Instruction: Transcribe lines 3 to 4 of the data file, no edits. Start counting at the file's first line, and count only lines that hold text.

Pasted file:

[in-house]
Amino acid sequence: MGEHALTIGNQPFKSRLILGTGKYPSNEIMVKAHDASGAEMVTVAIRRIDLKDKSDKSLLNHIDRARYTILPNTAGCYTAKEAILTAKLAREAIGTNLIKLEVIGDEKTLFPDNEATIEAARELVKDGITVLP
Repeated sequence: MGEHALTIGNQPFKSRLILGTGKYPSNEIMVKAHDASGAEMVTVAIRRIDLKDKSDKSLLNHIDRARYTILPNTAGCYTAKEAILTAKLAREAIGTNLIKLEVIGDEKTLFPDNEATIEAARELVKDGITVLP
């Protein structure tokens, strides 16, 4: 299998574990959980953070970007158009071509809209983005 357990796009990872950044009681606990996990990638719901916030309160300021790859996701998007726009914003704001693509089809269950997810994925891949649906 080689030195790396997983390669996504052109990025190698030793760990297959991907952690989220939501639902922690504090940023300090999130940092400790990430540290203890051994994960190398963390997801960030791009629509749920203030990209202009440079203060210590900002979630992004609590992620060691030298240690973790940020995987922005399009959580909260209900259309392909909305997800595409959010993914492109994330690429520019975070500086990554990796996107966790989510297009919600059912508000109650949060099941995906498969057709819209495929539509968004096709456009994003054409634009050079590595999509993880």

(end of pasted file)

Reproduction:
Repeated sequence: MGEHALTIGNQPFKSRLILGTGKYPSNEIMVKAHDASGAEMVTVAIRRIDLKDKSDKSLLNHIDRARYTILPNTAGCYTAKEAILTAKLAREAIGTNLIKLEVIGDEKTLFPDNEATIEAARELVKDGITVLP
């Protein structure tokens, strides 16, 4: 299998574990959980953070970007158009071509809209983005 357990796009990872950044009681606990996990990638719901916030309160300021790859996701998007726009914003704001693509089809269950997810994925891949649906 080689030195790396997983390669996504052109990025190698030793760990297959991907952690989220939501639902922690504090940023300090999130940092400790990430540290203890051994994960190398963390997801960030791009629509749920203030990209202009440079203060210590900002979630992004609590992620060691030298240690973790940020995987922005399009959580909260209900259309392909909305997800595409959010993914492109994330690429520019975070500086990554990796996107966790989510297009919600059912508000109650949060099941995906498969057709819209495929539509968004096709456009994003054409634009050079590595999509993880």